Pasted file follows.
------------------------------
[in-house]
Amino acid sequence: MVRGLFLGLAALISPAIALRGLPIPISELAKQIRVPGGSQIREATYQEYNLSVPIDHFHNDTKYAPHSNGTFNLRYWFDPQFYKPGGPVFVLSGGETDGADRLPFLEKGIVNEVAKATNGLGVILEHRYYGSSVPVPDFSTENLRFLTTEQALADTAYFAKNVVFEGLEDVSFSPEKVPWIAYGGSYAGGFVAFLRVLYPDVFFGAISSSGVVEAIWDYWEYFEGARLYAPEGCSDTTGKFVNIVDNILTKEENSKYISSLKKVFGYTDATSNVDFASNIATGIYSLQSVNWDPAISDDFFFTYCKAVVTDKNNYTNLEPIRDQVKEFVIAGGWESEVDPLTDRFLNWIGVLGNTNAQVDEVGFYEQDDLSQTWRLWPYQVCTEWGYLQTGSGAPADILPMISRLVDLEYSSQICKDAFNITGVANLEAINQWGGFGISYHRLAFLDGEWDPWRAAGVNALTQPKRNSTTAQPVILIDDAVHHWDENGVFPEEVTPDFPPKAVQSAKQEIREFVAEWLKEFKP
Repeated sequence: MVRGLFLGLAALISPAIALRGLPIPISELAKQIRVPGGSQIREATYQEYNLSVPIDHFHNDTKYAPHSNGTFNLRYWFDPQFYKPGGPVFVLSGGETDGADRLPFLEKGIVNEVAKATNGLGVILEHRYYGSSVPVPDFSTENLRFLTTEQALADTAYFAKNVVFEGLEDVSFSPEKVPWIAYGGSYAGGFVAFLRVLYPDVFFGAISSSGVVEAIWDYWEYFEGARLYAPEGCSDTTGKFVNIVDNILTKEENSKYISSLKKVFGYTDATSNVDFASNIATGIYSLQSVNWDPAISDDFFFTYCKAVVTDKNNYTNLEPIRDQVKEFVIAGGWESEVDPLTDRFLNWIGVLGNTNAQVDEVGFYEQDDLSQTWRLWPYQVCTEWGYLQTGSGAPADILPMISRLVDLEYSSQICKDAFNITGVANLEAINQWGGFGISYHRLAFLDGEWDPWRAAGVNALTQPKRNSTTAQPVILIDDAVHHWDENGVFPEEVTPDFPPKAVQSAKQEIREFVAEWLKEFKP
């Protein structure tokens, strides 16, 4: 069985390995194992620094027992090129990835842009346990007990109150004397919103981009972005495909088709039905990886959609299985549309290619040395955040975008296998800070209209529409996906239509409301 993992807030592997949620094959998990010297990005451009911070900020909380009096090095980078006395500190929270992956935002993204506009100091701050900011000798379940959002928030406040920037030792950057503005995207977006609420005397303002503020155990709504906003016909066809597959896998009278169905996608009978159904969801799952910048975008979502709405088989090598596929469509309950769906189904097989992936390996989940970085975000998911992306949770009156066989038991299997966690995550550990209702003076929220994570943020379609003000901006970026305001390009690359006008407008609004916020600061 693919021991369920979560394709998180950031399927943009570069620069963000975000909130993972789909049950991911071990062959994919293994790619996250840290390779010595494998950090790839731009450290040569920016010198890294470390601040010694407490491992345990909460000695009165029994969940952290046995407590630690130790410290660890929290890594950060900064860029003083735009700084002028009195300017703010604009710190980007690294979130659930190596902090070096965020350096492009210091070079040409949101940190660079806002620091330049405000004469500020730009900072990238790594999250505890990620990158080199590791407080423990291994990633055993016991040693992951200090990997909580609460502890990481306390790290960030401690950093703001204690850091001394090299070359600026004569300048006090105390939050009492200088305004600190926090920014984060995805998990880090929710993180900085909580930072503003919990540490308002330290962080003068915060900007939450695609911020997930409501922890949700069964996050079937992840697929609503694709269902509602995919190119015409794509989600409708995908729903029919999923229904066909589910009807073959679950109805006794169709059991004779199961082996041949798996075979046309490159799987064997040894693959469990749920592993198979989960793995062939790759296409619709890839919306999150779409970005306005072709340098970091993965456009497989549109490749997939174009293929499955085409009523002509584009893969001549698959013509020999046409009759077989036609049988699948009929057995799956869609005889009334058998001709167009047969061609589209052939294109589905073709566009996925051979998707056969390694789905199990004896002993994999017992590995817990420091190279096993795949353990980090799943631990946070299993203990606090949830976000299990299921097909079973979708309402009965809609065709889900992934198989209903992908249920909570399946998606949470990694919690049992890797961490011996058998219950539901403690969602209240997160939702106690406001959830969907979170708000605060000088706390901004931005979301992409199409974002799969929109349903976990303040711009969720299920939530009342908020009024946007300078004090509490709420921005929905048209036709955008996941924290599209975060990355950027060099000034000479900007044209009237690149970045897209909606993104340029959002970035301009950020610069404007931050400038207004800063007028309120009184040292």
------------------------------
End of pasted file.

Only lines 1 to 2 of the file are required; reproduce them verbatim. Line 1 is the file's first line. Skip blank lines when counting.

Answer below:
[in-house]
Amino acid sequence: MVRGLFLGLAALISPAIALRGLPIPISELAKQIRVPGGSQIREATYQEYNLSVPIDHFHNDTKYAPHSNGTFNLRYWFDPQFYKPGGPVFVLSGGETDGADRLPFLEKGIVNEVAKATNGLGVILEHRYYGSSVPVPDFSTENLRFLTTEQALADTAYFAKNVVFEGLEDVSFSPEKVPWIAYGGSYAGGFVAFLRVLYPDVFFGAISSSGVVEAIWDYWEYFEGARLYAPEGCSDTTGKFVNIVDNILTKEENSKYISSLKKVFGYTDATSNVDFASNIATGIYSLQSVNWDPAISDDFFFTYCKAVVTDKNNYTNLEPIRDQVKEFVIAGGWESEVDPLTDRFLNWIGVLGNTNAQVDEVGFYEQDDLSQTWRLWPYQVCTEWGYLQTGSGAPADILPMISRLVDLEYSSQICKDAFNITGVANLEAINQWGGFGISYHRLAFLDGEWDPWRAAGVNALTQPKRNSTTAQPVILIDDAVHHWDENGVFPEEVTPDFPPKAVQSAKQEIREFVAEWLKEFKP